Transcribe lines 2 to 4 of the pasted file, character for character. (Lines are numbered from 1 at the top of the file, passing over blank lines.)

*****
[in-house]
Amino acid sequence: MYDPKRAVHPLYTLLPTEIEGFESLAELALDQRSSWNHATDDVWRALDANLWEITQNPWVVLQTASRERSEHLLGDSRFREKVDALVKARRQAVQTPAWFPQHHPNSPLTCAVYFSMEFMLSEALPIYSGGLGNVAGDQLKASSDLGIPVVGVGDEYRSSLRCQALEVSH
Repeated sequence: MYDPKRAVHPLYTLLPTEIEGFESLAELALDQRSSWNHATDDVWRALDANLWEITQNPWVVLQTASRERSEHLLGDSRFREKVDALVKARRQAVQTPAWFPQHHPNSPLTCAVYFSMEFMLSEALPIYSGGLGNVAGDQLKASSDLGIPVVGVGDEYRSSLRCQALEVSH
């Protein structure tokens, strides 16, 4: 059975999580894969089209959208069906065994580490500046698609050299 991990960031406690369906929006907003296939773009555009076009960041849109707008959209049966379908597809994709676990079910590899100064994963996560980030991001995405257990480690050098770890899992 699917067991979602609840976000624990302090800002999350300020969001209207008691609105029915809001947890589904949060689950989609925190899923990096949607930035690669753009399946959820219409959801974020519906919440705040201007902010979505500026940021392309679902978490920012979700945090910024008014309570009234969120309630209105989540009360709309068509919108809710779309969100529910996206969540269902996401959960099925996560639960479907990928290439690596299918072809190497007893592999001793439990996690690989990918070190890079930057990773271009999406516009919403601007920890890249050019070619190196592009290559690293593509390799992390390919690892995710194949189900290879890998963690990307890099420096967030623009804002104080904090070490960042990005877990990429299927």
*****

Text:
Amino acid sequence: MYDPKRAVHPLYTLLPTEIEGFESLAELALDQRSSWNHATDDVWRALDANLWEITQNPWVVLQTASRERSEHLLGDSRFREKVDALVKARRQAVQTPAWFPQHHPNSPLTCAVYFSMEFMLSEALPIYSGGLGNVAGDQLKASSDLGIPVVGVGDEYRSSLRCQALEVSH
Repeated sequence: MYDPKRAVHPLYTLLPTEIEGFESLAELALDQRSSWNHATDDVWRALDANLWEITQNPWVVLQTASRERSEHLLGDSRFREKVDALVKARRQAVQTPAWFPQHHPNSPLTCAVYFSMEFMLSEALPIYSGGLGNVAGDQLKASSDLGIPVVGVGDEYRSSLRCQALEVSH
């Protein structure tokens, strides 16, 4: 059975999580894969089209959208069906065994580490500046698609050299 991990960031406690369906929006907003296939773009555009076009960041849109707008959209049966379908597809994709676990079910590899100064994963996560980030991001995405257990480690050098770890899992 699917067991979602609840976000624990302090800002999350300020969001209207008691609105029915809001947890589904949060689950989609925190899923990096949607930035690669753009399946959820219409959801974020519906919440705040201007902010979505500026940021392309679902978490920012979700945090910024008014309570009234969120309630209105989540009360709309068509919108809710779309969100529910996206969540269902996401959960099925996560639960479907990928290439690596299918072809190497007893592999001793439990996690690989990918070190890079930057990773271009999406516009919403601007920890890249050019070619190196592009290559690293593509390799992390390919690892995710194949189900290879890998963690990307890099420096967030623009804002104080904090070490960042990005877990990429299927």